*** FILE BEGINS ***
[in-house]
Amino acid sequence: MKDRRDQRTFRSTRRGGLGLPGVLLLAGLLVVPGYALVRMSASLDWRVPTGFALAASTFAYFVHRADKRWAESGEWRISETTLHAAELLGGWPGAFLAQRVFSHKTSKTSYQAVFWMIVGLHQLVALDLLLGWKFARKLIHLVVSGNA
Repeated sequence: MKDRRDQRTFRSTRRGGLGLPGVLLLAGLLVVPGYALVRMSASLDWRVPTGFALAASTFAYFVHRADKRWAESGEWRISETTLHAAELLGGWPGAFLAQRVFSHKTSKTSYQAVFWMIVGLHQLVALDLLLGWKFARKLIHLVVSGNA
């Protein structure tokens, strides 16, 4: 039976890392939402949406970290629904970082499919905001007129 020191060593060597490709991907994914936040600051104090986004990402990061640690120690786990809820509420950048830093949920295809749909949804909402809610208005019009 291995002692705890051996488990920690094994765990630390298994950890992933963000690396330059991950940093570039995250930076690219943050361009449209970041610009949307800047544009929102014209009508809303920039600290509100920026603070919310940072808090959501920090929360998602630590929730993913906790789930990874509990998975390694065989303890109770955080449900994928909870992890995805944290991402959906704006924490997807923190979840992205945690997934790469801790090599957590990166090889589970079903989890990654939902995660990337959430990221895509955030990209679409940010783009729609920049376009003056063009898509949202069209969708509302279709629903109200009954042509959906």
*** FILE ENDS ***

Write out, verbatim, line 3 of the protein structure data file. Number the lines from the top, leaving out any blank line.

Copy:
Repeated sequence: MKDRRDQRTFRSTRRGGLGLPGVLLLAGLLVVPGYALVRMSASLDWRVPTGFALAASTFAYFVHRADKRWAESGEWRISETTLHAAELLGGWPGAFLAQRVFSHKTSKTSYQAVFWMIVGLHQLVALDLLLGWKFARKLIHLVVSGNA